Was Plato a totalitarian

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Totalitarianism consists of a combination of two features: authoritarianism and ideology. By authoritarianism, it means a system in which ordinary citizens have no share, directly or indirectly, in making political decisions1. The latter feature implies a ubiquitous scheme of values propagated by some person or persons and fostered by institutional means in order to direct all aspects of private and public life2 that are significant to politics. With this definition in mind, this essay will put forward an argument in favour of the notion that Plato was a totalitarian, evident in his conception of the kallipolis which drives forward a totalitarian and utopian dream for a ‘natural class rule of the wise few over the ignorant many’3. On the contrary, a literary reading of Plato’s Republic could dismiss such ideas as independent of Plato’s voice in the first place. Furthermore, it has been put forward that Plato’s idealistic state is based on virtue and the happiness of the people, unlike totalitarian states. This essay will discuss and evaluate the extent to which Plato can be considered a totalitarian judging from his ideas on the ideal city-state in The Republic.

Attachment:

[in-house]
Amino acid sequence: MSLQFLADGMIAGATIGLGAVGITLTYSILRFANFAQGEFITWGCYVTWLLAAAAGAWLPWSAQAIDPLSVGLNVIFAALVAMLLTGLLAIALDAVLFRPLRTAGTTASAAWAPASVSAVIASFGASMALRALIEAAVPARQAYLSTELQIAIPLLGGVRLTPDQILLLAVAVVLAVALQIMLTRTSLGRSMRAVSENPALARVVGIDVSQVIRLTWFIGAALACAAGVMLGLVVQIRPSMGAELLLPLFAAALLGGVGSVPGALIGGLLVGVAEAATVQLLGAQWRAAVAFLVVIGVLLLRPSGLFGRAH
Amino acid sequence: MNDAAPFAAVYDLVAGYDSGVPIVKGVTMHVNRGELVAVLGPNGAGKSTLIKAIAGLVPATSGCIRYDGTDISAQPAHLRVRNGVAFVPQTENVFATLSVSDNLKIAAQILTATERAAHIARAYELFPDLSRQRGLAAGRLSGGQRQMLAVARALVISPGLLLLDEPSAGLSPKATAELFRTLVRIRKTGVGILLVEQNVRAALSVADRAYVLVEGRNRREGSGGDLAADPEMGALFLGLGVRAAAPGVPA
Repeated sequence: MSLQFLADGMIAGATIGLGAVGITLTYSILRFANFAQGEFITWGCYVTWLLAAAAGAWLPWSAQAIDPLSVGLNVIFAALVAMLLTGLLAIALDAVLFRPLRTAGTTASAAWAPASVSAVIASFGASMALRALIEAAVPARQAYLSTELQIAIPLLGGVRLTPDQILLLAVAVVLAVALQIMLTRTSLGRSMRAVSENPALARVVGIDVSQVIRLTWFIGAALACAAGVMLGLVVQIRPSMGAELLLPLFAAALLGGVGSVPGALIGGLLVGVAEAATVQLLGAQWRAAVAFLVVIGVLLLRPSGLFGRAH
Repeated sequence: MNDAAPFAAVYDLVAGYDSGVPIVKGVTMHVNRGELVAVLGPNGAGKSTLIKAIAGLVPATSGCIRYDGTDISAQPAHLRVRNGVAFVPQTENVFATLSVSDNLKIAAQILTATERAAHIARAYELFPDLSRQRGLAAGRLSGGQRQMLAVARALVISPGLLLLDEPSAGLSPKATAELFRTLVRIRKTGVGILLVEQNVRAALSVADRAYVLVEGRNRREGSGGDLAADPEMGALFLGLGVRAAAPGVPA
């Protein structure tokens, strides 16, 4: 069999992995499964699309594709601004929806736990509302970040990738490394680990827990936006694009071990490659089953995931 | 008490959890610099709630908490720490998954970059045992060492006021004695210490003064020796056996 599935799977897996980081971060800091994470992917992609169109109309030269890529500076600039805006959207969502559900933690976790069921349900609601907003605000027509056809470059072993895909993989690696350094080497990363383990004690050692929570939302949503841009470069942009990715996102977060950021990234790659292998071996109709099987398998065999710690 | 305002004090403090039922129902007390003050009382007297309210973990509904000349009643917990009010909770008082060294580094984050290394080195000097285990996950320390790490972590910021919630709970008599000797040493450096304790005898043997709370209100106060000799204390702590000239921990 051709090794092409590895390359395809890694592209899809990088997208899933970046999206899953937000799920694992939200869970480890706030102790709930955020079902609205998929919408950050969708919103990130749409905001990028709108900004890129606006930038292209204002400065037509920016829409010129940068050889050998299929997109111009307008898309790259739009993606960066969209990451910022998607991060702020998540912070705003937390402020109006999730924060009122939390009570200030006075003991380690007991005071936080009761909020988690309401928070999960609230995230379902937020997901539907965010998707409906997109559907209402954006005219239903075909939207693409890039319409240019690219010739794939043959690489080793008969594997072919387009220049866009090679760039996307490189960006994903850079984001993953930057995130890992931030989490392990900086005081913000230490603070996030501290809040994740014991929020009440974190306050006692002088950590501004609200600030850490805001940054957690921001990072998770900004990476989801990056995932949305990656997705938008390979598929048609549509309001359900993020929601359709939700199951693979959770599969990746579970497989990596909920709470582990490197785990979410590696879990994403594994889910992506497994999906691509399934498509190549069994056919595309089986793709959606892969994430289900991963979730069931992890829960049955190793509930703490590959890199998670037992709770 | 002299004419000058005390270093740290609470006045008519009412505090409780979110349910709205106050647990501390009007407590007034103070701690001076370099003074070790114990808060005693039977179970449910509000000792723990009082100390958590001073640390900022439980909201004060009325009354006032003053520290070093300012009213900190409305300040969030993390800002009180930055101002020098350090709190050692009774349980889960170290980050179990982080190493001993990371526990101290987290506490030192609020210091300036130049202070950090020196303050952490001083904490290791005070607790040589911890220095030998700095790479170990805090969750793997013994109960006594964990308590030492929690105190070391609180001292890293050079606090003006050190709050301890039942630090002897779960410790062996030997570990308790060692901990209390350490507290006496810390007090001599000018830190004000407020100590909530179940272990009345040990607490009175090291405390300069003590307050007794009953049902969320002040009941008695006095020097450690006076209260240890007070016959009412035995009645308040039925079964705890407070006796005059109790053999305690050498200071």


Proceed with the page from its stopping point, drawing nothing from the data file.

Plato was a totalitarian judging from The Republic. With the definition of totalitarianism in mind, Plato illustrates features of authoritarianism and ideology in his political worldview, which entails a strict division of classes, the dependency of the fate of the state on the ruling class as well as the superiority of the interests of the ruling class over the subservient and inferior classes. Furthermore, the uncompromising rules for breeding and educating this class combined with the strict supervision and collectivisation of the interests of its members create a close enough representation of the totalitarianism depicted in the definition. Firstly, in addressing the issue, which Plato begins with in The Republic of what justice is Plato, asserts that justice is that which is in the interest of...
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